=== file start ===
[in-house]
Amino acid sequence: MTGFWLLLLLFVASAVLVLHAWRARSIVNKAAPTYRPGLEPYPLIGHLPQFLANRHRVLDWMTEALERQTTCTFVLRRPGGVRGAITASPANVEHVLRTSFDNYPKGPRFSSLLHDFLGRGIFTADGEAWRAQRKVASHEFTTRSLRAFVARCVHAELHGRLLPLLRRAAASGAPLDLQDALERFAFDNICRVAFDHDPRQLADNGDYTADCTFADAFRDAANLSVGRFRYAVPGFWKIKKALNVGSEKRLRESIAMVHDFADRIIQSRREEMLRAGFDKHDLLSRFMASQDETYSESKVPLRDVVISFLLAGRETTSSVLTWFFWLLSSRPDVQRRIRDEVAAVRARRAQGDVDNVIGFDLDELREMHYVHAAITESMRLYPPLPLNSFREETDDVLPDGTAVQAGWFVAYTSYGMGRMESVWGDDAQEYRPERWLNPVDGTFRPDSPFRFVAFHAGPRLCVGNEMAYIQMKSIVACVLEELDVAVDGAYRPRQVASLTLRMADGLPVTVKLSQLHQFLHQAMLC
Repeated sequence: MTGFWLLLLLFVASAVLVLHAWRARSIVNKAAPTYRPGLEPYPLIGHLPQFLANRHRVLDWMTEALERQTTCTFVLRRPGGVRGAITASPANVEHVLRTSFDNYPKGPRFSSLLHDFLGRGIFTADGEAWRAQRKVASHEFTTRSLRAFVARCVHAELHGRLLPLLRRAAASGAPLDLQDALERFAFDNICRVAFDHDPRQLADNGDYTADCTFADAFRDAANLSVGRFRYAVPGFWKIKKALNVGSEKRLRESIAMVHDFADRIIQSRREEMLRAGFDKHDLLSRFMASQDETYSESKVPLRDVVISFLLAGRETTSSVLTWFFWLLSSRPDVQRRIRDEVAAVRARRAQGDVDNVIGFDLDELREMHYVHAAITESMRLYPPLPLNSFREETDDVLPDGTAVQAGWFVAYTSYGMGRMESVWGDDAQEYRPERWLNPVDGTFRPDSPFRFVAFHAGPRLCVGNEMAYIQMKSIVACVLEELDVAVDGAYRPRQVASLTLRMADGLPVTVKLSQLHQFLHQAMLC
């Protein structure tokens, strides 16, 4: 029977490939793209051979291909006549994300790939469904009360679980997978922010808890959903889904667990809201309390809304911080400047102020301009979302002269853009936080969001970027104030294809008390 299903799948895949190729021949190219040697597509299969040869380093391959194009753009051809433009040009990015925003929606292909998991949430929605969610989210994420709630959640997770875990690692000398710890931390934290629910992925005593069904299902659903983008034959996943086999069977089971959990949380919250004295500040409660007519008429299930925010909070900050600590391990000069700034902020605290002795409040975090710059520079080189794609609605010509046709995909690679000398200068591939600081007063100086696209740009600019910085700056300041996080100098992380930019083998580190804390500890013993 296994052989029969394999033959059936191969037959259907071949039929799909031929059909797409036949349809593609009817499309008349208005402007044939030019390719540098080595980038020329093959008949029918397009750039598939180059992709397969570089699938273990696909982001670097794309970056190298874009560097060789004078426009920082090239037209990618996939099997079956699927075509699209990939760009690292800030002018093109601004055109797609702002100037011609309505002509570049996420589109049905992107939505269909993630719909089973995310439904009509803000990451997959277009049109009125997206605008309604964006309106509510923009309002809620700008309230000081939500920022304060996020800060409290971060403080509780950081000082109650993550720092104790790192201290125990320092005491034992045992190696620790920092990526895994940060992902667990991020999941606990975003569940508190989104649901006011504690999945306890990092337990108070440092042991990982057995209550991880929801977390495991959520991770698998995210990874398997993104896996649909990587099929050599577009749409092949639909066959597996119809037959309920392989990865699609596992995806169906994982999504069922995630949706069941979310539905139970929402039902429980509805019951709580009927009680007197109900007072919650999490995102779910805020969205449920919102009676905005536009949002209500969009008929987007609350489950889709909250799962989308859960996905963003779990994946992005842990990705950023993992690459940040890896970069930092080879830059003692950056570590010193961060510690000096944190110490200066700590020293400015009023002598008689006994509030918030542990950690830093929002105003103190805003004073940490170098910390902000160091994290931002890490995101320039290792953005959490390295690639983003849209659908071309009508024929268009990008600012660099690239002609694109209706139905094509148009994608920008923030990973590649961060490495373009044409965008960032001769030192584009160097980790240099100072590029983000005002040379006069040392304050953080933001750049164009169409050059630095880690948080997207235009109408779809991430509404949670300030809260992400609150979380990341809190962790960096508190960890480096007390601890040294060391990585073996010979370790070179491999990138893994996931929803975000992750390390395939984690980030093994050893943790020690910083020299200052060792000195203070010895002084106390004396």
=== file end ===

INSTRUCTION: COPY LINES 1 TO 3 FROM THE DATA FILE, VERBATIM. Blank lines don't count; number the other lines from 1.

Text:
[in-house]
Amino acid sequence: MTGFWLLLLLFVASAVLVLHAWRARSIVNKAAPTYRPGLEPYPLIGHLPQFLANRHRVLDWMTEALERQTTCTFVLRRPGGVRGAITASPANVEHVLRTSFDNYPKGPRFSSLLHDFLGRGIFTADGEAWRAQRKVASHEFTTRSLRAFVARCVHAELHGRLLPLLRRAAASGAPLDLQDALERFAFDNICRVAFDHDPRQLADNGDYTADCTFADAFRDAANLSVGRFRYAVPGFWKIKKALNVGSEKRLRESIAMVHDFADRIIQSRREEMLRAGFDKHDLLSRFMASQDETYSESKVPLRDVVISFLLAGRETTSSVLTWFFWLLSSRPDVQRRIRDEVAAVRARRAQGDVDNVIGFDLDELREMHYVHAAITESMRLYPPLPLNSFREETDDVLPDGTAVQAGWFVAYTSYGMGRMESVWGDDAQEYRPERWLNPVDGTFRPDSPFRFVAFHAGPRLCVGNEMAYIQMKSIVACVLEELDVAVDGAYRPRQVASLTLRMADGLPVTVKLSQLHQFLHQAMLC
Repeated sequence: MTGFWLLLLLFVASAVLVLHAWRARSIVNKAAPTYRPGLEPYPLIGHLPQFLANRHRVLDWMTEALERQTTCTFVLRRPGGVRGAITASPANVEHVLRTSFDNYPKGPRFSSLLHDFLGRGIFTADGEAWRAQRKVASHEFTTRSLRAFVARCVHAELHGRLLPLLRRAAASGAPLDLQDALERFAFDNICRVAFDHDPRQLADNGDYTADCTFADAFRDAANLSVGRFRYAVPGFWKIKKALNVGSEKRLRESIAMVHDFADRIIQSRREEMLRAGFDKHDLLSRFMASQDETYSESKVPLRDVVISFLLAGRETTSSVLTWFFWLLSSRPDVQRRIRDEVAAVRARRAQGDVDNVIGFDLDELREMHYVHAAITESMRLYPPLPLNSFREETDDVLPDGTAVQAGWFVAYTSYGMGRMESVWGDDAQEYRPERWLNPVDGTFRPDSPFRFVAFHAGPRLCVGNEMAYIQMKSIVACVLEELDVAVDGAYRPRQVASLTLRMADGLPVTVKLSQLHQFLHQAMLC